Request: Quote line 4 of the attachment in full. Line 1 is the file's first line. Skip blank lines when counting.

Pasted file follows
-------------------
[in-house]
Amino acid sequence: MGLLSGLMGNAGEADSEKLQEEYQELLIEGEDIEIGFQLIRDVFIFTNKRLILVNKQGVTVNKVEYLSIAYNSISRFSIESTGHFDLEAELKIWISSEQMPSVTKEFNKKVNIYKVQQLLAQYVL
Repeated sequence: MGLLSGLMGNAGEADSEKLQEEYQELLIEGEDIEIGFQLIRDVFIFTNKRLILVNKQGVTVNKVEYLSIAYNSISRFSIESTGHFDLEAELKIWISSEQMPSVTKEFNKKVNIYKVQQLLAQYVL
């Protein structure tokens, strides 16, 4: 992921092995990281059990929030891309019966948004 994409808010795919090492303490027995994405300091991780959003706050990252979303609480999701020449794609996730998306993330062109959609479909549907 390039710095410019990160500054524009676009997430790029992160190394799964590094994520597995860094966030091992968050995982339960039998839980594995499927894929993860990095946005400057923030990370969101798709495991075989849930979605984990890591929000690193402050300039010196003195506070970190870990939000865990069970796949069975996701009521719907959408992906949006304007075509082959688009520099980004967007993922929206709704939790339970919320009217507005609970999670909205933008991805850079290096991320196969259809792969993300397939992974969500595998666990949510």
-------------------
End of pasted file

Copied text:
């Protein structure tokens, strides 16, 4: 992921092995990281059990929030891309019966948004 994409808010795919090492303490027995994405300091991780959003706050990252979303609480999701020449794609996730998306993330062109959609479909549907 390039710095410019990160500054524009676009997430790029992160190394799964590094994520597995860094966030091992968050995982339960039998839980594995499927894929993860990095946005400057923030990370969101798709495991075989849930979605984990890591929000690193402050300039010196003195506070970190870990939000865990069970796949069975996701009521719907959408992906949006304007075509082959688009520099980004967007993922929206709704939790339970919320009217507005609970999670909205933008991805850079290096991320196969259809792969993300397939992974969500595998666990949510």